Several techniques have been employed for locating the relevant structures (caudate, putamen) on the FDOPA PET. A common approach for research studies is to use institution-specific predefined ROIs, and then normalize the experimental images to these templates. [9-12] This technique requires institutional expertise not readily available to all centers that clinically use FDOPA PET. Another technique for ROI definition is to manually draw ROIs directly on the PET image based on radiologic experience.  This method is highly user dependent and can underestimate the anatomic extent of an area, especially the posterior putamen, due to loss of striatonigral projections and thus FDOPA uptake. Manually placing ROIs of fixed size has been suggested as a means to overcome this inherent problem.  However, fixed ROIs fail to account for inter-patient anatomic variability and age-related volume loss. Manually drawn ROIs may better account for this variability but are subject to high inter-reader variability, particularly when anatomic boundaries are indistinct.
One way to overcome the indistinct anatomic boundaries inherent to FDOPA PET is with fusion of the PET image to a magnetic resonance (MR) image. The PET image is co-registered to the MR by aligning 3-D renderings of the images sets. The fusion image then shows the PET as an overlay on the underlying MR images. In Parkinson’s disease, T1 weighted MR image has greater contrast for defining subcortical grey matter structures such as the basal ganglia than does FDOPA PET. The improved localization of anatomic boundaries should theoretically allow for more accurate ROIs. We hypothesize that the improved localization of anatomic boundaries will allow for more accurate ROIs, and subsequently better diagnostic performance of FDOPA PET. Here we compare receiver operator characteristics (ROC) curves of FDOPA PET ratios: striatum-to-cerebellum, striatum-to-occipital cortex, anterior-to-posterior putamen, and caudate-to-post putamen generated with and without MR fusion. Receiver operator curves are a statistical method of comparing diagnostic tests with flexible cut-off points such as ratios.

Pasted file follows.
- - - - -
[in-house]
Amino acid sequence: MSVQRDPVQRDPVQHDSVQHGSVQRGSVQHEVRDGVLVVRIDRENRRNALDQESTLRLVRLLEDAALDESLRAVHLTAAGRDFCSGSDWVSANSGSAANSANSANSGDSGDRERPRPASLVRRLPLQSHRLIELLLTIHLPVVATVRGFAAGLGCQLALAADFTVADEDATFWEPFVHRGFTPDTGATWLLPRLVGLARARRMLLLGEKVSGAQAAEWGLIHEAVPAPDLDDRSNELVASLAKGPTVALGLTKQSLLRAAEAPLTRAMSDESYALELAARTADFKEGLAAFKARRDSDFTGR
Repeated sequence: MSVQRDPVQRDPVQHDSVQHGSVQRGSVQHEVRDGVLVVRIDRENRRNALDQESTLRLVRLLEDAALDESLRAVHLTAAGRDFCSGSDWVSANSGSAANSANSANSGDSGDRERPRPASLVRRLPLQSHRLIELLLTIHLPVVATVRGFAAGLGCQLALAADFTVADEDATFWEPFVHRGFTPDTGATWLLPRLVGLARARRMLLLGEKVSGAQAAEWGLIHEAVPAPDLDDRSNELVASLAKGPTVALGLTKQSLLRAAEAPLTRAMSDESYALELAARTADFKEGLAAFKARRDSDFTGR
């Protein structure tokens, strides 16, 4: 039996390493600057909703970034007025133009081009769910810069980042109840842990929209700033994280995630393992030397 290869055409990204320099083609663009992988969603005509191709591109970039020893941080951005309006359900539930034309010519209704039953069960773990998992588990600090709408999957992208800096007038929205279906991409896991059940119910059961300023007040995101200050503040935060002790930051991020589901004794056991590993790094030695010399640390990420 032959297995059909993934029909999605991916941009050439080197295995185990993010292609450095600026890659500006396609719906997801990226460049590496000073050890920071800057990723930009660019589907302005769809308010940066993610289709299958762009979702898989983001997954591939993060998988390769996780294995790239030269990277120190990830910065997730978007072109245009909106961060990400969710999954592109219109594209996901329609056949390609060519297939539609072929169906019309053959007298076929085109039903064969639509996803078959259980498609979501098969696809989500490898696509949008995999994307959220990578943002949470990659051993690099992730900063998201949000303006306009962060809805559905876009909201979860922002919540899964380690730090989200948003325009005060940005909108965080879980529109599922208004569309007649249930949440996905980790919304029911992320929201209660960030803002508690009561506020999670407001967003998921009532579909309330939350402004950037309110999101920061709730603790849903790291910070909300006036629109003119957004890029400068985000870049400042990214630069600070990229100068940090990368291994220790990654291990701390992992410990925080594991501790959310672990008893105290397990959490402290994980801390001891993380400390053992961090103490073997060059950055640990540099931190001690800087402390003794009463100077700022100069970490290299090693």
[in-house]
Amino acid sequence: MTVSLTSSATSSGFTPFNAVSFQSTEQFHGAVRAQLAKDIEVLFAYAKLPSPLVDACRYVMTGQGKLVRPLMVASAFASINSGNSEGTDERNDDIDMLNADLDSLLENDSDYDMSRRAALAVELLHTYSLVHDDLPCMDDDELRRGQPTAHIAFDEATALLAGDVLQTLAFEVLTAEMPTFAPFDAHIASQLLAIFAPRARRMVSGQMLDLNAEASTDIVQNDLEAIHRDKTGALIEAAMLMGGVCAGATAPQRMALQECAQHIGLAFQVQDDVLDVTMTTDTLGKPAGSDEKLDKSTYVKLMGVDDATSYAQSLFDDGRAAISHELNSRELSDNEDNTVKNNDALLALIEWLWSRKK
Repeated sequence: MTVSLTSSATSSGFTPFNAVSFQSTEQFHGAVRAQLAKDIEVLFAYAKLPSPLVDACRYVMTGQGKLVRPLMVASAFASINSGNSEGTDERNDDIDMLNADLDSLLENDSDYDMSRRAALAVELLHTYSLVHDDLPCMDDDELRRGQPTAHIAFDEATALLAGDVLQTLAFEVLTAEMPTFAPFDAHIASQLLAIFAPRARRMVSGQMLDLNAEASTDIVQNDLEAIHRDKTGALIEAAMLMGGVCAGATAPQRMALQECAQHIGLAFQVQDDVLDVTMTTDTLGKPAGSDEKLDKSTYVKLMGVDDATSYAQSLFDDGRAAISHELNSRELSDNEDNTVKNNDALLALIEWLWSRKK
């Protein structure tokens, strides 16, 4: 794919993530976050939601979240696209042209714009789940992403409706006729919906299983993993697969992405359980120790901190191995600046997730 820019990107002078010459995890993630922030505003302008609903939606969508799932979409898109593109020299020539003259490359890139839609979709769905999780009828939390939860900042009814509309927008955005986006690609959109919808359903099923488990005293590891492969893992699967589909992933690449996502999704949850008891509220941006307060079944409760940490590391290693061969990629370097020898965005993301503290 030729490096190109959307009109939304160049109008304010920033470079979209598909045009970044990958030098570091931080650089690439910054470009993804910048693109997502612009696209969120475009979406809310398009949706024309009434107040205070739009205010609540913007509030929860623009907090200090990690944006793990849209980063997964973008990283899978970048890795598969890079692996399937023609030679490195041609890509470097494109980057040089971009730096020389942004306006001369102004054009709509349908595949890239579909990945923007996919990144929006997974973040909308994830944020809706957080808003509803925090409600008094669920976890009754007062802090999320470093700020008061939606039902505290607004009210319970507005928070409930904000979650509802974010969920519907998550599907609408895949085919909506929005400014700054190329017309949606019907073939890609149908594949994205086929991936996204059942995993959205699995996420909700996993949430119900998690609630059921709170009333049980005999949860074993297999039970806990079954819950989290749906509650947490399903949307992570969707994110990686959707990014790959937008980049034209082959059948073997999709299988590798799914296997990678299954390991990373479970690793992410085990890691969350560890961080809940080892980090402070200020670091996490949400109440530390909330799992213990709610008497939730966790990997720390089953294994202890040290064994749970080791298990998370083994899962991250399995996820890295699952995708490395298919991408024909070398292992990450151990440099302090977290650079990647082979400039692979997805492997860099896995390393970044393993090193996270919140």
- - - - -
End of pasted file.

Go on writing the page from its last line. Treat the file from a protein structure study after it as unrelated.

Institutional Review Board approval was obtained for a retrospective analysis of PET images, the re-processing of images, and interrogation of clinical records for patients who have had clinical FDOPA scans at our institution (University of Wisconsin Hospital and Clinics) between 2000 and 2008. Inclusion criteria for this study included brain FDOPA PET for the diagnosis of Parkinson’s disease (PD), at least 1 year of follow-up after PET scan, and a definitive diagnosis of PD or not PD by a movement disorder specialist. Exclusion criteria included having a movement disorder without diagnosis, less than one year of neurologic follow-up, and FDOPA PET for indication other than Parkinson-like syndrome (e.g. malignancy recurrence). After inclusion into the study, clinical and demographic factors at the time of the FDOPA PET were recorded. Standardized data from the electronic medical record were recorded (age at scan, sex); while other data was taken from clinic notes (lateralized physical exam findings, bradykinesia, rigidity, gait abnormality, cognitive/behavioral disturbance, and MRI available for fusion). Post-scan clinical records were examined for length of follow-up, age at diagnosis, and ultimate diagnosis.